1. ## initial value problem

Given that y''=y'+2y and that y(0)=0 and y(1)=1 Deduce that one of the initial value problems has a trivial solution.

Please tell me how can I get the trivial answer. If we set y(0)=0 and y'(0)=0 we get the correct answer, but the answer is saying that y(0)=0 and y'(0)=1 is also trivial(!) which doesn't make sense to me.

2. An IVP, if I am not mistaken, refers to an equation together with a SINGLE value. What you have there looks more like a boundary problem. In any case, it has two values, so it's not an IVP.

Perhaps they mean to give you two IVPs with the same equation... ? In that case y(0)=0 is obviously the one with the trivial solution.

3. Originally Posted by immortality
Given that y''=y'+2y and that y(0)=0 and y(1)=1 Deduce that one of the initial value problems has a trivial solution.

Please tell me how can I get the trivial answer. If we set y(0)=0 and y'(0)=0 we get the correct answer, but the answer is saying that y(0)=0 and y'(0)=1 is also trivial(!) which doesn't make sense to me.
$\displaystyle \displaystyle y(x)=\frac{e^{1-x}-e^{2x+1}}{1-e^3}$

$\displaystyle \displaystyle y'(x)=\frac{(2e^{3x}+1)e^{1-x}}{e^3-1}$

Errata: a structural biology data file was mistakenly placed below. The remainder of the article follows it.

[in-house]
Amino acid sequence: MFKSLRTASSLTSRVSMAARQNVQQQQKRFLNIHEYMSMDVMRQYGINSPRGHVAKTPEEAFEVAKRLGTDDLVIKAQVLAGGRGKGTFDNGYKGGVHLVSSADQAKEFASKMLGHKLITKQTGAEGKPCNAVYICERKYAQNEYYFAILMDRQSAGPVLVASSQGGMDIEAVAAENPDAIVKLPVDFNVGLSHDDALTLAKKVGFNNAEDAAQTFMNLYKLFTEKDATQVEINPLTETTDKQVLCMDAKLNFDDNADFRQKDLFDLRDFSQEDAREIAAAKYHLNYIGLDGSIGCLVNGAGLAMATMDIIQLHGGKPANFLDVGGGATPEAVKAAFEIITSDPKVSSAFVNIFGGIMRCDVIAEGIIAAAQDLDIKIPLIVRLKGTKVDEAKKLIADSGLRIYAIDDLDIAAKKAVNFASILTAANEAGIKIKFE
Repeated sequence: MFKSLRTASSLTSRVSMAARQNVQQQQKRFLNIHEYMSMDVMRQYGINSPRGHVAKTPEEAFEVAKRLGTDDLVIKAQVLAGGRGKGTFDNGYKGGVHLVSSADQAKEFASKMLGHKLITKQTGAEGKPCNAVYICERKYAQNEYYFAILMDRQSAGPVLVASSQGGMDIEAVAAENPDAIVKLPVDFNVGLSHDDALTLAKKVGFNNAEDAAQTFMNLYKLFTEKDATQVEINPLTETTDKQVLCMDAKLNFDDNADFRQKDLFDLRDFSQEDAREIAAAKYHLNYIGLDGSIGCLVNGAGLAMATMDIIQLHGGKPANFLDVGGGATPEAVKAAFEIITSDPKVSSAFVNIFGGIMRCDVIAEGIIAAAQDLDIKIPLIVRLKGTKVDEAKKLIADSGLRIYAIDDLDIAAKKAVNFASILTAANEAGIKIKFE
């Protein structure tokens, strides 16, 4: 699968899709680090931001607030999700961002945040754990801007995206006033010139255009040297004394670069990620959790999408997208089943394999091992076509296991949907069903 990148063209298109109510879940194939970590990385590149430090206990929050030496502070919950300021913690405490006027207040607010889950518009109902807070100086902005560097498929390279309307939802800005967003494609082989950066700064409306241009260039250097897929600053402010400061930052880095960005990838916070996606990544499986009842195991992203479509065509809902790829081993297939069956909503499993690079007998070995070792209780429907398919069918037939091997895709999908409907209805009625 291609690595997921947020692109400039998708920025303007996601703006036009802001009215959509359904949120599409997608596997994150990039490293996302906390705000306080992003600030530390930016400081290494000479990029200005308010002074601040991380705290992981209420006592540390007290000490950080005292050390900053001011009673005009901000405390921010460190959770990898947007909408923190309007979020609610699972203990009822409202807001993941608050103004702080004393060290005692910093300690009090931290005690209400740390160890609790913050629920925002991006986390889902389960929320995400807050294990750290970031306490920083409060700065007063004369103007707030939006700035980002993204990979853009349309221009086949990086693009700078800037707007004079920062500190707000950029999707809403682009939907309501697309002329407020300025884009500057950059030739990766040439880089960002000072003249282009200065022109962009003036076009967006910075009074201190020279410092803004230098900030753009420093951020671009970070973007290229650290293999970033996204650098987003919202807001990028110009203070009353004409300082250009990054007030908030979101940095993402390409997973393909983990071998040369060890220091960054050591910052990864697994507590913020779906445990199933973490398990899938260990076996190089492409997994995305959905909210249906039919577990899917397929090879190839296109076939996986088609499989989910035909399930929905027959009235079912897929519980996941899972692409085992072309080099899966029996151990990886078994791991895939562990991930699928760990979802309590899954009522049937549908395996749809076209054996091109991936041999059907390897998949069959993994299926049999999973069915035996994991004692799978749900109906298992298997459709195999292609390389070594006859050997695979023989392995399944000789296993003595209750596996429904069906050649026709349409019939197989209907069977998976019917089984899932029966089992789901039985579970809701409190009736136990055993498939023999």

$\displaystyle \displaystyle y'(0)=\frac{(2e^{0}+1)e^{1}}{e^3-1}=\frac{3e}{e^3-1}\neq 1$

4. Originally Posted by immortality
Given that y''=y'+2y and that y(0)=0 and y(1)=1 Deduce that one of the initial value problems has a trivial solution.
You are given a boundary value problem. I don't know what "one of the initial value problems" means. One of what initial value problems? Certainly one possible initial value problem for this differential equation is "y''= y'+ 2y with y(0)= 0, y'(0)= 0". That uses the same equation and one of the given boundary values so perhaps that is what is meant.

Please tell me how can I get the trivial answer. If we set y(0)=0 and y'(0)=0 we get the correct answer, but the answer is saying that y(0)=0 and y'(0)=1 is also trivial(!) which doesn't make sense to me.

5. Originally Posted by hatsoff
An IVP, if I am not mistaken, refers to an equation together with a SINGLE value. What you have there looks more like a boundary problem. In any case, it has two values, so it's not an IVP.
An "initial value problem" for a second order equation would give a value of y and its derivative at a single value of the independent variable.

Perhaps they mean to give you two IVPs with the same equation... ? In that case y(0)=0 is obviously the one with the trivial solution.